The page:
Down the bottom of the allotment this year is the potato patch. Red Duke of York and Kestrel this year. We used to grow a lot of Desiree but in recent years the yields haven't been too great. I did get some Sarpo Mira one year which were really productive but are difficult to get around here without ordering them, and that is an expensive way to get potato seed when there is a nearby nursery we can get loose ones in any quantity from. 

The potatoes had plenty of earthing up against the very late frosts (last one was early May and there were some cold nights even after that) and there's a few flowers on them now. Once we have finished the sack of potatoes bought from the local butchers (with the potatoes coming from the Yorkshire Wolds) then we'll start on ours. At the back of the picture above is the hazelnut tree which grows very enthusiastically, hopefully we'll have some hazelnuts again this year. We didn't plant the tree, it was there when we got the allotment and survived half of it being chopped down in the neighbouring allotment when it was cleared for use by the landowner. There's blackberry bushes at the back too, which the bees are loving for the blossom at the moment. 

So, lots of work to do. Today, having checked for birds, I finished off giving the hedge a trim, having started this last week and combined this work with removing nettles from the blackcurrant and raspberry bushes and some other weeding. We also got some swift boxes put up on the house today but that is for another blog...

Friday 25 June 2021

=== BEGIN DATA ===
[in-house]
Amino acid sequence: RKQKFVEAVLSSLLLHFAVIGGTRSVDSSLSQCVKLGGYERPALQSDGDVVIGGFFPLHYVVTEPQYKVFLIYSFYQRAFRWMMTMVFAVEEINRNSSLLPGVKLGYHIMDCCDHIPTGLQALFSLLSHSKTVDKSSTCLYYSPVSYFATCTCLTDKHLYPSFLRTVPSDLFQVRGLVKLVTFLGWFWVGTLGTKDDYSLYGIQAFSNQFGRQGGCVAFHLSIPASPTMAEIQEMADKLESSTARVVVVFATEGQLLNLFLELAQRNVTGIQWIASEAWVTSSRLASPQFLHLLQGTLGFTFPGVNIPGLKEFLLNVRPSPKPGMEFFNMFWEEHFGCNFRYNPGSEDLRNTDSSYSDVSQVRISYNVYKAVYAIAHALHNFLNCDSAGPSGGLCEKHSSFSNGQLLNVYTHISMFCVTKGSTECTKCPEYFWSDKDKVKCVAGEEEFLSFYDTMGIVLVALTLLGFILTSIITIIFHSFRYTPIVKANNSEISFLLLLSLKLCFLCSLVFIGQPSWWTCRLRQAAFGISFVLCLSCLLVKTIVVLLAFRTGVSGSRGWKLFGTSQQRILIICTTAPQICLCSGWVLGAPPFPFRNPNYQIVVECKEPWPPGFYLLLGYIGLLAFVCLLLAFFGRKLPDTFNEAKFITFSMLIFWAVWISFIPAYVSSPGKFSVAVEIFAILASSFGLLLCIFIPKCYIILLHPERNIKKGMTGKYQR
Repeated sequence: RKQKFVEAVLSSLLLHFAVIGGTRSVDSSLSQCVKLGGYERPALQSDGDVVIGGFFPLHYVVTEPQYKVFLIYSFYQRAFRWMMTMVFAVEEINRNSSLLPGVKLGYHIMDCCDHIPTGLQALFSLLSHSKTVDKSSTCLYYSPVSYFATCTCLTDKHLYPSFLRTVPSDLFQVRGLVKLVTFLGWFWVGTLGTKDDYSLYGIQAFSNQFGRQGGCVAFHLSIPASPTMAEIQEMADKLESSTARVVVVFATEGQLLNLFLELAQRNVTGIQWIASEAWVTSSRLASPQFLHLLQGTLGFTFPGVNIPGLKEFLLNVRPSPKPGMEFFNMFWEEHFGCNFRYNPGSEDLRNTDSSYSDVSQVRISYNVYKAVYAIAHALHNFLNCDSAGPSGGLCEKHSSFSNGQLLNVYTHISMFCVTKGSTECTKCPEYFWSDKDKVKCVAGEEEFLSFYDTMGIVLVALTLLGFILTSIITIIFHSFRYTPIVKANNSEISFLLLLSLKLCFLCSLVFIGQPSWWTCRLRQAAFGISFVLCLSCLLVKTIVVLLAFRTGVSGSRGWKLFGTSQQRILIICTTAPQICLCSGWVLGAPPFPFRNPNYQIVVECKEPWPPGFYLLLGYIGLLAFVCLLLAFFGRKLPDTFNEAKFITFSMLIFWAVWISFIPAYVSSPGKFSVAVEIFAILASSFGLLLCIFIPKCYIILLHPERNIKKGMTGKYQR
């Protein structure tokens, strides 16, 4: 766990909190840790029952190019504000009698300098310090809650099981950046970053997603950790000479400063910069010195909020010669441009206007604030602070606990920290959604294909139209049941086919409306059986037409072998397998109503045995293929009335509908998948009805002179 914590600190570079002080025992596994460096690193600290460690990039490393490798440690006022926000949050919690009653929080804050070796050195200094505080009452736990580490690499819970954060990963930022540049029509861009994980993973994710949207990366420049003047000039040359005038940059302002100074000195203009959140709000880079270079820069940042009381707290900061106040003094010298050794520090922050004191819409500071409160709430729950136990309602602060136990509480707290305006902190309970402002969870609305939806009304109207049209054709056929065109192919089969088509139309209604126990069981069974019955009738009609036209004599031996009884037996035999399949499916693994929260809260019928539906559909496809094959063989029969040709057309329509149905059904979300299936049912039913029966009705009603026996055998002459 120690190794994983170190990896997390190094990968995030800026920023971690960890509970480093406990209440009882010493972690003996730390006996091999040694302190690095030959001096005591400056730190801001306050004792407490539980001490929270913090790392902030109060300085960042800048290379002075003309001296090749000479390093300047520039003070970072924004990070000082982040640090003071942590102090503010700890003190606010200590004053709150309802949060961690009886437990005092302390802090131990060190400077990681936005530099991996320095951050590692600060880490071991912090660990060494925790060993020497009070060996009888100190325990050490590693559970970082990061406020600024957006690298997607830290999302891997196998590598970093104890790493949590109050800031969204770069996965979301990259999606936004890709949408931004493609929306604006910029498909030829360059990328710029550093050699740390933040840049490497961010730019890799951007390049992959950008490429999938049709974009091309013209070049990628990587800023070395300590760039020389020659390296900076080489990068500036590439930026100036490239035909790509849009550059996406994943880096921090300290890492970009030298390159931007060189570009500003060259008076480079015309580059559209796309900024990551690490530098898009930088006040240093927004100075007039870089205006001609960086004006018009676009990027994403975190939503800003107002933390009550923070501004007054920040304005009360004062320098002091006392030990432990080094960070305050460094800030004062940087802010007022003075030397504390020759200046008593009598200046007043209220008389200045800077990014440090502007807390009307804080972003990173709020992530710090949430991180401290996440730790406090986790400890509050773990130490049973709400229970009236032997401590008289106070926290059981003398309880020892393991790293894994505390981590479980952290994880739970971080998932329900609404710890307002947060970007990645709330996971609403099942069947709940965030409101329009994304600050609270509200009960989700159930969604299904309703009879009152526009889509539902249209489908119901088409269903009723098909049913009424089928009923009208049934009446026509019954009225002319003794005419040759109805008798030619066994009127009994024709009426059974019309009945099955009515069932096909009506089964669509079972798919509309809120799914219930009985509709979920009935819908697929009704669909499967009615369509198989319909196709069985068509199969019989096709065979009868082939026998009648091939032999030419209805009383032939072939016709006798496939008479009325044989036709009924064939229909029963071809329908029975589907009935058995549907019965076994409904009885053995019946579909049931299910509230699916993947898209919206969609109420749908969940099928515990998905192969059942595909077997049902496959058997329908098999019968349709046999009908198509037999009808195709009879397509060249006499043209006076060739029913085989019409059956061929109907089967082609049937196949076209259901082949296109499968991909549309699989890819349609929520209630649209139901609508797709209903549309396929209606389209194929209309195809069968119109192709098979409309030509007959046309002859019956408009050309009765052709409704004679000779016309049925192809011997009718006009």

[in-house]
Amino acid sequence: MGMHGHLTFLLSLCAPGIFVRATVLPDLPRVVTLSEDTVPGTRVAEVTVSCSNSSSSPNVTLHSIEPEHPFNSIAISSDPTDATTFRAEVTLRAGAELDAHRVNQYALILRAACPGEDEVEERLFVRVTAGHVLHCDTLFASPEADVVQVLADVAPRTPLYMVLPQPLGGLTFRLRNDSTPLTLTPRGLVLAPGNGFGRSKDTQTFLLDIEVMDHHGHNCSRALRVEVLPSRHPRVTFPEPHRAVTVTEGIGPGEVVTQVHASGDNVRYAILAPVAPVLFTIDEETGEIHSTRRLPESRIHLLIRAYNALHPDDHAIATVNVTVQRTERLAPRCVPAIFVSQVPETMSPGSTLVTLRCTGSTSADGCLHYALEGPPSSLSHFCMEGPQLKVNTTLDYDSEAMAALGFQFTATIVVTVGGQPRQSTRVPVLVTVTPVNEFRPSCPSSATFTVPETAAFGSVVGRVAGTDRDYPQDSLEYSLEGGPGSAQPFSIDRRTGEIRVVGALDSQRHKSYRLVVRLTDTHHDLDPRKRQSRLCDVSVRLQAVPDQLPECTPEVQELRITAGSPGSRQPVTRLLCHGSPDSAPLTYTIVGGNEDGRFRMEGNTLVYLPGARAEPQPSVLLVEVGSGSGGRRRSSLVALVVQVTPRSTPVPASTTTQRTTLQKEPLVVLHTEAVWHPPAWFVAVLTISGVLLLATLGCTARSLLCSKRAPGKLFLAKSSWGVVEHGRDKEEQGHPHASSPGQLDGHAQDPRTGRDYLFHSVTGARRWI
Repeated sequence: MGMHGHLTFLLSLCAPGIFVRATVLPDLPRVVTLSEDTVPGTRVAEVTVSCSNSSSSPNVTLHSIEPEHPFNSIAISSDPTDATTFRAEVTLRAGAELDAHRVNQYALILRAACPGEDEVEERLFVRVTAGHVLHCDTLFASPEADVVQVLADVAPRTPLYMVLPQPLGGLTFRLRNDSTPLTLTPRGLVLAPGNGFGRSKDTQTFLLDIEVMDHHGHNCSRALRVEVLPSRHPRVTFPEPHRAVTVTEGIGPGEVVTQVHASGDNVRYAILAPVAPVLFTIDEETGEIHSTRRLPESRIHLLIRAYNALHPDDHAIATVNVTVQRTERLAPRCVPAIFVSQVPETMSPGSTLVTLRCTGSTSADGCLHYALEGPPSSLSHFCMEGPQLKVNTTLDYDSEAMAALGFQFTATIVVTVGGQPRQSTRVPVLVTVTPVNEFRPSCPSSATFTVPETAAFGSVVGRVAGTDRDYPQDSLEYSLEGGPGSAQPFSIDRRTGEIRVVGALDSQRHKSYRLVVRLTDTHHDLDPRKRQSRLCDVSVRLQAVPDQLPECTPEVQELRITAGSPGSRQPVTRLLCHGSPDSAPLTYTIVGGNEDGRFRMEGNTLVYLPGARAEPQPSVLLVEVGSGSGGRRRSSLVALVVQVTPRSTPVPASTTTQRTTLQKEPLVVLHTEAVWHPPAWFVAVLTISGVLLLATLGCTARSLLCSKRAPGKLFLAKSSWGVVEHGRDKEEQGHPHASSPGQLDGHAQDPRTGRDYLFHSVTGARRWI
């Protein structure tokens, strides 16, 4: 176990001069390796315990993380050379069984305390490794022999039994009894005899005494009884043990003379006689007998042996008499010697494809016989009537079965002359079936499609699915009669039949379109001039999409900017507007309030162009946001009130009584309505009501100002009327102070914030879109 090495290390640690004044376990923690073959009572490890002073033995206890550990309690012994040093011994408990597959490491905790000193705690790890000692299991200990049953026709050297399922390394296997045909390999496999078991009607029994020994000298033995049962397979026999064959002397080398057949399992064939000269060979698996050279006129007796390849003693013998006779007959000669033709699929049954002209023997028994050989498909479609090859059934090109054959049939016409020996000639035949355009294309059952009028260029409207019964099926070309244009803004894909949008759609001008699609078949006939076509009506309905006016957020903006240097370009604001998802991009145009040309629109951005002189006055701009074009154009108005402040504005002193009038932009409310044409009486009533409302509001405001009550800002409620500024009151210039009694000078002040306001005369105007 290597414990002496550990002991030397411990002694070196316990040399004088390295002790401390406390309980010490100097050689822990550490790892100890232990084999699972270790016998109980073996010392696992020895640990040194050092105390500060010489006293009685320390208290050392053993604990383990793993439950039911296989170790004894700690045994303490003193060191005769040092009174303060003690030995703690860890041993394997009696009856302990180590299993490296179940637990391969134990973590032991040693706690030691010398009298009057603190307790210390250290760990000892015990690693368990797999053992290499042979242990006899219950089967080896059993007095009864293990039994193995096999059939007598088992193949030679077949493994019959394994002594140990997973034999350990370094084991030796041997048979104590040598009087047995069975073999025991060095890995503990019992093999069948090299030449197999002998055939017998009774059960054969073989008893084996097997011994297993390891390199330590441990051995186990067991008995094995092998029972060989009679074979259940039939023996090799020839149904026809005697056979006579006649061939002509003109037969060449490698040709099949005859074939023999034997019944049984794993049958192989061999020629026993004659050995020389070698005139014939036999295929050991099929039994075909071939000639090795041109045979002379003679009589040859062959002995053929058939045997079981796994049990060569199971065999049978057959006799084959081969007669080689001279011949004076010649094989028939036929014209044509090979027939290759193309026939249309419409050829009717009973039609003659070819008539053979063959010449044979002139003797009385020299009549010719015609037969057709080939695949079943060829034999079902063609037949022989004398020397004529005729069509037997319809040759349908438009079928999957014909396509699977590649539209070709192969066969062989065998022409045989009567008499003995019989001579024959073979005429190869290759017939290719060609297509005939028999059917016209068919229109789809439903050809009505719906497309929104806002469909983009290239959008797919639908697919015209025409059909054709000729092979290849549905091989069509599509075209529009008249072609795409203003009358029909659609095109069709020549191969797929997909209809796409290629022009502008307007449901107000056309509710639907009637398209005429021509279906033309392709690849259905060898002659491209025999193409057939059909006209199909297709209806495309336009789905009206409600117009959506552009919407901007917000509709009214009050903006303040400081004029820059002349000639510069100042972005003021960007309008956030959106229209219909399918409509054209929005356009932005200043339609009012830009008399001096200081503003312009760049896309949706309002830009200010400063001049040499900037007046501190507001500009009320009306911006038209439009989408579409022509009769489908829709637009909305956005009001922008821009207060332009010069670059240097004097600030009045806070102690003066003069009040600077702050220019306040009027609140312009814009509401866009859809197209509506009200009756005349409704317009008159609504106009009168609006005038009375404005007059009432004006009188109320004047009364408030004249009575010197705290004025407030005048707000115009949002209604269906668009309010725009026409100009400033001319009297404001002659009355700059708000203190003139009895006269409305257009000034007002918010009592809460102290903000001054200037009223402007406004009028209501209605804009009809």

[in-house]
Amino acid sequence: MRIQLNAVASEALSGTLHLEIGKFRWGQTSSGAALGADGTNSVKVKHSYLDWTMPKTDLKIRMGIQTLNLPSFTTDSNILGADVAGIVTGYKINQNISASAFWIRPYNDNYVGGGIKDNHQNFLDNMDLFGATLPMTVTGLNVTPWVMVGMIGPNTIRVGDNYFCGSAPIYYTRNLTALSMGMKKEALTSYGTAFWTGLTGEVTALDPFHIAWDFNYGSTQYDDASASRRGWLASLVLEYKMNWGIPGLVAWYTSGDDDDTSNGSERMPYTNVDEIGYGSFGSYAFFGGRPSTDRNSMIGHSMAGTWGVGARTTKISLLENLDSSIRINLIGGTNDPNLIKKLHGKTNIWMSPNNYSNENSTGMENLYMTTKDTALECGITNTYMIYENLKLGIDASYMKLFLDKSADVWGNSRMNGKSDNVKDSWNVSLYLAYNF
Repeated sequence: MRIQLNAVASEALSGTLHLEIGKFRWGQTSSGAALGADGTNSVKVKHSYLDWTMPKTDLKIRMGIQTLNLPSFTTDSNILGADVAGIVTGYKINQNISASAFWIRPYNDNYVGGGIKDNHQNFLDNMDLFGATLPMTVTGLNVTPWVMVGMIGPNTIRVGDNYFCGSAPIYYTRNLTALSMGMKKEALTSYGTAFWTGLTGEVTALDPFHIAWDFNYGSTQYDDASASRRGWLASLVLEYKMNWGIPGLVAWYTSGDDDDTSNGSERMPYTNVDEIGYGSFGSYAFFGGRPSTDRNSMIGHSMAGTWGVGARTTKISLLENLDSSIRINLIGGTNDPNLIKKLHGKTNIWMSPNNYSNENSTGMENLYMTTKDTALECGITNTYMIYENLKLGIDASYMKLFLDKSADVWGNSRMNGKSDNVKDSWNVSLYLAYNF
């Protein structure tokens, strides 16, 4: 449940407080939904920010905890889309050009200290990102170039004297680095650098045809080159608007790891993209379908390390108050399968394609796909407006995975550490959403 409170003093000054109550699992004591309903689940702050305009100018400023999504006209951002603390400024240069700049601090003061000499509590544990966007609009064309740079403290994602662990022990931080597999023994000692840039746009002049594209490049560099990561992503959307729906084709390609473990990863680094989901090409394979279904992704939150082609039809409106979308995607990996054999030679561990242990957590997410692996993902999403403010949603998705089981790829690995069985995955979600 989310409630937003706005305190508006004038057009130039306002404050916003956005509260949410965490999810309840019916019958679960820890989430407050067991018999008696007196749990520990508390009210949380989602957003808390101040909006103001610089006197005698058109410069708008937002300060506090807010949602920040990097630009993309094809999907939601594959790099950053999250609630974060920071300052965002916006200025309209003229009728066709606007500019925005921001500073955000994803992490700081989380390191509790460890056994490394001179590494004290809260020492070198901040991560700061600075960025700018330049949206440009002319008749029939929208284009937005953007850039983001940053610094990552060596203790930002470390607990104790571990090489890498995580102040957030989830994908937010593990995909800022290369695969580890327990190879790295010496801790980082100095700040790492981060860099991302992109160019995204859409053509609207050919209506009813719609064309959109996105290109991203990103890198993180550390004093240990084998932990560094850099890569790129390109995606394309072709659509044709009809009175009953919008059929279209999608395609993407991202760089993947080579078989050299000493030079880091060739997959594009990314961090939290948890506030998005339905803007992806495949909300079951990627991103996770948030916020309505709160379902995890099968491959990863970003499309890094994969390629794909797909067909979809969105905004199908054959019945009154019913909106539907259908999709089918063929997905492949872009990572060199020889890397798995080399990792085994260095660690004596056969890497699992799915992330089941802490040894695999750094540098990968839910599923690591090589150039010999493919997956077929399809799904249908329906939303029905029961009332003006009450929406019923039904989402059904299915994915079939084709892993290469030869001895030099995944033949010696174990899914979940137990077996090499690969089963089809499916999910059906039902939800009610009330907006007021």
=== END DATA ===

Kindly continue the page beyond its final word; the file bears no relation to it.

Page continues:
Local Bees

We spend quite a bit of time making our garden, yard and allotment a pollinator-friendly oasis. Quite apart from the benefits to the local insects, another motivation is that over the past few years many gardens in our street have been paved or tarmac-ed over and some of the other nearby allotment owners still cling to the weedkillers and other chemicals or insist on mowing and strimming everything in sight. So we want to do everything we can to provide an oasis in this increasingly barren local landscape.

In this blog I talk about the Tawny Mining Bees that appear in Spring in our garden and make their little holes in the blank spaces in the flower beds. They came again this year and it was fascinating to watch them popping in and out and excavating with their legs. 

More recently, a friend in a neighbouring allotment has had Tree Bumblebees set up home in a bird box they have put up on the side of their shed. These are regularly in our allotment foraging.

The Tree Bumblebee (Bombus hypnorum) is a recent arrival to England, having only first been reported in 2001 in Wiltshire but has quickly spread north as far as Scotland. More about the Tree Bumblebee - even known to evict Blue Tits from nestboxes (!) - is on the Bumblebee Conservation Trust website

I was doing some weeding in the allotment not long ago and wondered what an unusual bee was that has stopped to visit some half grown poppies amongst the potatoes. Online enquiries found that it was an Orange-Vented Mason Bee (Osmia leaiana), not commonly recorded in our part of the world.